• Meggan — February 17th, 2014 @ 9:51 am

          Well that is one mystery solved. I wonder if regular corn tortillas taste that good once they are deep-fried or whether they have some sort of special tortilla. I would love to intern in their chip-frying department, ha ha ha! So delicious. Thank you for your comments Chris, I appreciate you stopping by!

  3. #
    Yead — January 23, 2014 at 9:12 am

    Great idea. I love this.

    • Meggan — January 25th, 2014 @ 11:21 pm

      Thank you Yead! I hope you enjoy it. The serrano peppers and the blend of citrus juices make all the difference. Take care and thank you for stopping by!

  4. #
    Shannon Zynn McLauchlan — February 1, 2014 at 11:11 am

    I’ve been trying to find the RIGHT recipe for guacamole, but alas haven’t found one… till now? I’m dying to try this but I have a question. You call for 4 peppers. How hot is this?! I like a little bite but not “my lips are on fiiiiire.” ;-)
    Many thanks!

    • Meggan — February 1st, 2014 @ 11:56 am

      Hi Shannon! I am on the same page as you with regard to spiciness. Here is what I can tell you. First of all, making sure you remove ALL the seeds and membranes from the peppers. That is crucial. And please use gloves. Second, the heat goes down as the guacamole sits. Strange but true. If you eat it IMMEDIATELY when it is done, it will be hotter than if you eat it 30 minutes or an hour later. Speaking of which, as long as you keep plastic wrap directly ON the surface of the guacamole in the fridge, it will last a long time. Days, actually. I made so much guacamole while working on this recipe, and it literally kept in the fridge for 3-4 days. It was perfect until the end. So to answer your question, the guacamole definitely had some heat immediately when I was done stirring it. But an hour or so later (which is nice so the flavors can blend) it wasn’t nearly as hot. Significantly less hot. Since I don’t cover this in my blog post specifically, I should change my recipe to say “2 – 4 peppers” and people can add more as they see fit. So maybe start with 2? The good thing is, serrano peppers are usually pretty cheap. they are typically sold by the pound and super tiny. I think I bought 7 or 8 for about twenty-three cents. I hope this is helpful. Spiciness is always subjective, but I’m a wuss when it comes to spiciness. I will also say as I put in for peppers I was thinking I’d regret it, but it turned out to be great. So. Good luck!! and I’ll update the recipe. Thanks for your input.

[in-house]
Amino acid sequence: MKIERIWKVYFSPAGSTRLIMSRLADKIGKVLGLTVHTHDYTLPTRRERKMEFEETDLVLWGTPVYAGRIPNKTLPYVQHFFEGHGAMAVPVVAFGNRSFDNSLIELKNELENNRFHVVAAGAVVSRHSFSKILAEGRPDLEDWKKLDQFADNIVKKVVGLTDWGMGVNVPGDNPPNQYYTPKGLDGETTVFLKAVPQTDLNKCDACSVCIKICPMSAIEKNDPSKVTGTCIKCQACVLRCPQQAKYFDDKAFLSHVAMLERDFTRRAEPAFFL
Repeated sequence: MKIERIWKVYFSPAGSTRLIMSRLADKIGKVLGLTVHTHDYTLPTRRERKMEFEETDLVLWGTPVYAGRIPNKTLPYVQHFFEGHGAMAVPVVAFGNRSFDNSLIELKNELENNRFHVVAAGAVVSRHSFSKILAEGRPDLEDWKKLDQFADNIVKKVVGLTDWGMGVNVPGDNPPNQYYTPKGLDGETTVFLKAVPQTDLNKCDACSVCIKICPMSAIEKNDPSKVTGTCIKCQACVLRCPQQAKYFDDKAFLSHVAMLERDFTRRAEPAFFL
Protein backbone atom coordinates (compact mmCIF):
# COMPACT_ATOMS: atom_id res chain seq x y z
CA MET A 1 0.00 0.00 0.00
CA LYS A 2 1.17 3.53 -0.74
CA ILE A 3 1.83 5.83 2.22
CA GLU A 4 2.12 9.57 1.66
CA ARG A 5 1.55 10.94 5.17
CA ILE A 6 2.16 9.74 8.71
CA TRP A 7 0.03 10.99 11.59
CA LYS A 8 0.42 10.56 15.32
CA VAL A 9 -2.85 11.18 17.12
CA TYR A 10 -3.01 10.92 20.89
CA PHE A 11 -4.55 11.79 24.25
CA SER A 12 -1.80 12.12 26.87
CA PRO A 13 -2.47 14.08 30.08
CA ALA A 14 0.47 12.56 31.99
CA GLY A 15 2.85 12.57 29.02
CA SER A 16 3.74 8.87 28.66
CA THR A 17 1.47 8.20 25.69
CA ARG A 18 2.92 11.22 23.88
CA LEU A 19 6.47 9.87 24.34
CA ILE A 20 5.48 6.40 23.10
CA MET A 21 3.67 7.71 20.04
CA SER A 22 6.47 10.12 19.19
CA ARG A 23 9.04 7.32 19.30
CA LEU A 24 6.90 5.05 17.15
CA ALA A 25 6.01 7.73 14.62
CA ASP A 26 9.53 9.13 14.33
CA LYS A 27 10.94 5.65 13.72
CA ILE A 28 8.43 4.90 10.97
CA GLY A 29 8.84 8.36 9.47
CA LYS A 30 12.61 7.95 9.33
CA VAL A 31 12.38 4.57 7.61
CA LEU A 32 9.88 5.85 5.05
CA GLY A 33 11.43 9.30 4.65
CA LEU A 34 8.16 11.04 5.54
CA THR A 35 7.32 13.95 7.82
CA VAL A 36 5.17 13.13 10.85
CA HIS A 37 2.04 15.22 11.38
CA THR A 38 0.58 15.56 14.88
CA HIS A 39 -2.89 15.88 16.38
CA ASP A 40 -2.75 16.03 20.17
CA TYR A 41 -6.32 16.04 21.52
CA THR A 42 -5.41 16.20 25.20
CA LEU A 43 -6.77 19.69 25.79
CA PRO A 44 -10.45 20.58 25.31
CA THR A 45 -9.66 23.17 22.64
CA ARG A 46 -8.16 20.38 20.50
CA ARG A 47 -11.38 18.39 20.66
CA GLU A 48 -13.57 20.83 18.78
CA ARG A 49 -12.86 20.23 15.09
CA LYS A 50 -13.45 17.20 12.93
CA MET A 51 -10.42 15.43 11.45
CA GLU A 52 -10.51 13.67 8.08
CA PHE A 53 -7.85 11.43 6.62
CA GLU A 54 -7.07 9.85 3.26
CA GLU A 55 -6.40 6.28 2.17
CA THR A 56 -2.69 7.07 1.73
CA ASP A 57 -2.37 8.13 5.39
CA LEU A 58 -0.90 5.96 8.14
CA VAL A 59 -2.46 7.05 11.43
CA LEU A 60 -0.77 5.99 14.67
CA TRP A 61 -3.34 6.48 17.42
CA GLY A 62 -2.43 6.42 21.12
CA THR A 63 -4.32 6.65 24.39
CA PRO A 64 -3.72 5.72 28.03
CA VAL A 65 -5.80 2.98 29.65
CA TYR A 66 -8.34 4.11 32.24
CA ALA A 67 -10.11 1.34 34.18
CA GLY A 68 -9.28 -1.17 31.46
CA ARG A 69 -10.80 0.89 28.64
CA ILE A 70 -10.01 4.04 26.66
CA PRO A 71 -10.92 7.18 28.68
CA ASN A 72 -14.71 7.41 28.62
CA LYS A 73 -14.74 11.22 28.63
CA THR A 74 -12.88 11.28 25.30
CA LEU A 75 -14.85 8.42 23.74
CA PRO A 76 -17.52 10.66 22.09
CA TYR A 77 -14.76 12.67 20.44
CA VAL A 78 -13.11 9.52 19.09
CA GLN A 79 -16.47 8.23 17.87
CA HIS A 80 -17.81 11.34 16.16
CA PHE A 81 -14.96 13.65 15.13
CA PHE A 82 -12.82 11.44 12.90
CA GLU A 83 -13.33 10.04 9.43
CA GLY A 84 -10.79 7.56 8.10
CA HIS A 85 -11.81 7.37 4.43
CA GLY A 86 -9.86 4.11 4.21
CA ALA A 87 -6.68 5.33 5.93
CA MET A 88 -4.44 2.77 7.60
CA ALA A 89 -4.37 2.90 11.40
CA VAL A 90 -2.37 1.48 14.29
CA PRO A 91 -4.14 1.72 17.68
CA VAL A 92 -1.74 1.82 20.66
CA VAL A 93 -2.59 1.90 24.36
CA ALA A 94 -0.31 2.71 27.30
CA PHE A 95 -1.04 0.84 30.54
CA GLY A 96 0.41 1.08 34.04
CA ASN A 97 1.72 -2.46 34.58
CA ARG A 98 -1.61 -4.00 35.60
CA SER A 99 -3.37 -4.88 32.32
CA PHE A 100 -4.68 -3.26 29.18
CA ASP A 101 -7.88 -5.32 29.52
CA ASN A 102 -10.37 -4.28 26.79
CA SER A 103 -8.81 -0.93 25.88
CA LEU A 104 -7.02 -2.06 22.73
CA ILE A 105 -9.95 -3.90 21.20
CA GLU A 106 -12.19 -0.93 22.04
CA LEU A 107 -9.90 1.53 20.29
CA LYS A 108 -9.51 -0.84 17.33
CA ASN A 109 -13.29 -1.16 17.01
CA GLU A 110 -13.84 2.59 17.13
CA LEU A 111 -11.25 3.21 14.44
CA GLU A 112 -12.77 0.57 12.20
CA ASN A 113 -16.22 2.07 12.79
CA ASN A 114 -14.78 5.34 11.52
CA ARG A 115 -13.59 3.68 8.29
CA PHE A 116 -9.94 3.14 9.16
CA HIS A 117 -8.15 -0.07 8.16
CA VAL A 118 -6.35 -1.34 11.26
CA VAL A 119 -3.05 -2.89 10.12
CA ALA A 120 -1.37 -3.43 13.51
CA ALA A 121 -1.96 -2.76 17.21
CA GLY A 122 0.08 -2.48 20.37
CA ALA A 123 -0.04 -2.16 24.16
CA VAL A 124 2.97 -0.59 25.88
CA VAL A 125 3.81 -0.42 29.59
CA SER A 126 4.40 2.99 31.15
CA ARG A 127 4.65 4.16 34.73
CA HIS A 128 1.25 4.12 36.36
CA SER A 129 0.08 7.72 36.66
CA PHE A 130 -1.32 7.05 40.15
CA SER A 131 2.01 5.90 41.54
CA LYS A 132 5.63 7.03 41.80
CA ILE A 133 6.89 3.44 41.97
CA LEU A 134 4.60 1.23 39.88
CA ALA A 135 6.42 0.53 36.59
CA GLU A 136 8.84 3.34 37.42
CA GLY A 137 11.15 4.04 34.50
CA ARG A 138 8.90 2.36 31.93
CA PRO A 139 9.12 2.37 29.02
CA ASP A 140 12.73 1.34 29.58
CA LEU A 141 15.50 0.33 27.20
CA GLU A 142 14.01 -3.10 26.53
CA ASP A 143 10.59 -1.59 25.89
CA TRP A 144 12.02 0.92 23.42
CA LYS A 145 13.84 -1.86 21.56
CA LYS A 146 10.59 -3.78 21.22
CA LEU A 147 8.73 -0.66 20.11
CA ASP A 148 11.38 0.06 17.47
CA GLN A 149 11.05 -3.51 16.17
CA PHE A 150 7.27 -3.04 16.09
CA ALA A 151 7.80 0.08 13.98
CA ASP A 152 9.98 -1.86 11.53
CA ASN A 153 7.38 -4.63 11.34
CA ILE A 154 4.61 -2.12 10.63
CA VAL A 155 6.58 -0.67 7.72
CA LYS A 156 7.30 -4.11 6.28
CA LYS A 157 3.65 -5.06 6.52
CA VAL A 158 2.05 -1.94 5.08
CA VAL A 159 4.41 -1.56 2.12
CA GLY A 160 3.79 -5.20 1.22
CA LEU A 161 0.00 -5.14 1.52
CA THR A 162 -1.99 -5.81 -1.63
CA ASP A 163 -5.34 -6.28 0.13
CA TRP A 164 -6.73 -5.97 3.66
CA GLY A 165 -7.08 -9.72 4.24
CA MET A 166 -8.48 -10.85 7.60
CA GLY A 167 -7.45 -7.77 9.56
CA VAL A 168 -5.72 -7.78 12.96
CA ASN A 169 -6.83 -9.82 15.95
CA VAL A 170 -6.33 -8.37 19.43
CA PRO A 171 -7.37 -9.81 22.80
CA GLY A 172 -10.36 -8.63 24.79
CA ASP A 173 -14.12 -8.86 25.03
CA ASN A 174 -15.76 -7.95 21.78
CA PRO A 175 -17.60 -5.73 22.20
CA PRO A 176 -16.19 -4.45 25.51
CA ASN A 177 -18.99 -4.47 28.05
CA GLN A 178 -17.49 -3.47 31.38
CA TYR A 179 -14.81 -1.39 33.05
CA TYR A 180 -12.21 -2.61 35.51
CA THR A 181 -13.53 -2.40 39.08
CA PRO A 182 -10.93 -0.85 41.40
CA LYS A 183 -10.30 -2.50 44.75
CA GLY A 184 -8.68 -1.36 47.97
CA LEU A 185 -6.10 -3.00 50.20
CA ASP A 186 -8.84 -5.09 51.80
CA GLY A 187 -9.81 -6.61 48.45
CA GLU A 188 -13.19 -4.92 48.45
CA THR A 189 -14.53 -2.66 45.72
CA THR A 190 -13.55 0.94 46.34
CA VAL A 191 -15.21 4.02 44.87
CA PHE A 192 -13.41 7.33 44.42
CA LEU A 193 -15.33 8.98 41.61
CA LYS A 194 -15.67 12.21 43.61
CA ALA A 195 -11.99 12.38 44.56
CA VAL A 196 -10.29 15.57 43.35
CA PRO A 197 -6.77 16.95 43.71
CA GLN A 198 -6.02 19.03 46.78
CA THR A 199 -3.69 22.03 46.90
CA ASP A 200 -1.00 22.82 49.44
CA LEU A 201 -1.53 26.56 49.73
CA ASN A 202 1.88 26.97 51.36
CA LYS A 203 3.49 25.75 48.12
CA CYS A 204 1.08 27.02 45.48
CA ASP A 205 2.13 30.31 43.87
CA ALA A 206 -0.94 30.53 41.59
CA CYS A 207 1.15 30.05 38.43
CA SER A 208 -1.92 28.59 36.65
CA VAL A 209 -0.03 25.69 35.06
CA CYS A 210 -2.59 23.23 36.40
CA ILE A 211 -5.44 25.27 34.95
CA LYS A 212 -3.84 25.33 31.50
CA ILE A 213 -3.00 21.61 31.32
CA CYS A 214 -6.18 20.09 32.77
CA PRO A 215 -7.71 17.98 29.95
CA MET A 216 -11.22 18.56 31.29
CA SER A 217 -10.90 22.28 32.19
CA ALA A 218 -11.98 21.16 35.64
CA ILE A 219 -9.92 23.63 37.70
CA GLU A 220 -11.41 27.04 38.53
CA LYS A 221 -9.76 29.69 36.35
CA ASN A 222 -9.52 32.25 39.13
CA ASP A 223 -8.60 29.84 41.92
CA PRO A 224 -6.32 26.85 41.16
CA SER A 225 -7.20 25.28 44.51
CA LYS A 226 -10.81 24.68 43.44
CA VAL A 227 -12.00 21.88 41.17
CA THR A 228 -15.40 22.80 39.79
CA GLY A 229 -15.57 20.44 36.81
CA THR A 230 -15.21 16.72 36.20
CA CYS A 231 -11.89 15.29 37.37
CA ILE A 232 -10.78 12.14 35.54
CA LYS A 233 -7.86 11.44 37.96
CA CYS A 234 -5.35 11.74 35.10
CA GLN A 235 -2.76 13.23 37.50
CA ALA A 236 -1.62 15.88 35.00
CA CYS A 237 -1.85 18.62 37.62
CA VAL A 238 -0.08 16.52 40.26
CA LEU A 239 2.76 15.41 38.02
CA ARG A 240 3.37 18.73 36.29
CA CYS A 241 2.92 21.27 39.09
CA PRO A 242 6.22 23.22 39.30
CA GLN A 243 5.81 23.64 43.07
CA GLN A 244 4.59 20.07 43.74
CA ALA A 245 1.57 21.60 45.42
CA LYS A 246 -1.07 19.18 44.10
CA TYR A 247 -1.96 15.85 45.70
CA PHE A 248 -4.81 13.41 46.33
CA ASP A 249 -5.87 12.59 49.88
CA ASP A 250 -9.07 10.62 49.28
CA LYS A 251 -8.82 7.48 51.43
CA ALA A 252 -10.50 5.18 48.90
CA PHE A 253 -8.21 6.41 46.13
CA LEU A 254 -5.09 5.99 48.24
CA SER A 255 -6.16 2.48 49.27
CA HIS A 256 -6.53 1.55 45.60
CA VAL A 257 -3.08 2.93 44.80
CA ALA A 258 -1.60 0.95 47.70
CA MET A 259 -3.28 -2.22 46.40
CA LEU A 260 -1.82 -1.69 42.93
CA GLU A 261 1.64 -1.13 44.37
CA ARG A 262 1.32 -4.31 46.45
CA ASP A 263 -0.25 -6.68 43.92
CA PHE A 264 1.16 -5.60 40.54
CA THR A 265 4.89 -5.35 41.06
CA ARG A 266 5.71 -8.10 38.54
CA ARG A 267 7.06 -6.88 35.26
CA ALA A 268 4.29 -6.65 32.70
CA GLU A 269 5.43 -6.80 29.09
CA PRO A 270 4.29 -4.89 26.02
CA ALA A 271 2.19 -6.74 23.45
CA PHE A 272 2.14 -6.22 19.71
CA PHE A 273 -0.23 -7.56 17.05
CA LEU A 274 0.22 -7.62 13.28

• Meggan — February 1st, 2014 @ 11:59 am

      Oh one more thing! Sorry, longest reply EVER. I used fairly small peppers, maybe 3″ in length. So if you have larger ones, you would definitely use fewer. Also, I should mention that serranos are “considered” hotter than jalapenos, but I really didn’t think so. Could have just been my batch. But yeah. A lot of factors here! Good luck.

      • Shannon McLauchlan — February 5th, 2014 @ 7:29 am

        Thank you so much for your reply, Meggan. This info helps tremendously.

  5. #
    Simone — April 5, 2014 at 9:16 pm

    Awesome recipe! I love guacamole :)
    Here is another simple guacamole recipe you might like to try.
    Thanks for sharing.

  6. #
    Meggan | Culinary Hill — August 21, 2014 at 6:09 am

    I have seen this link too, and I was so confused because I watched a video where Chipotle made the guacamole on camera (with a site called YumSugar) and provided the recipe and it had serrano peppers and lemon juice along with limes… then again seeing it again today, employees have commented on the video and said it is incorrect. So, I think I’m just going to ask them when I go there today and update my recipe. Thanks for your comment!

  7. #
    Allie — August 22, 2014 at 2:44 pm

    Since Chipotle guac runs in my veins, but runs out my wallet, this is the perfect recipe! Thanks Meggan for piecing it together, I honestly can’t taste a difference.

Leave a Comment

thanks for stopping by!

y’all come back now, you hear?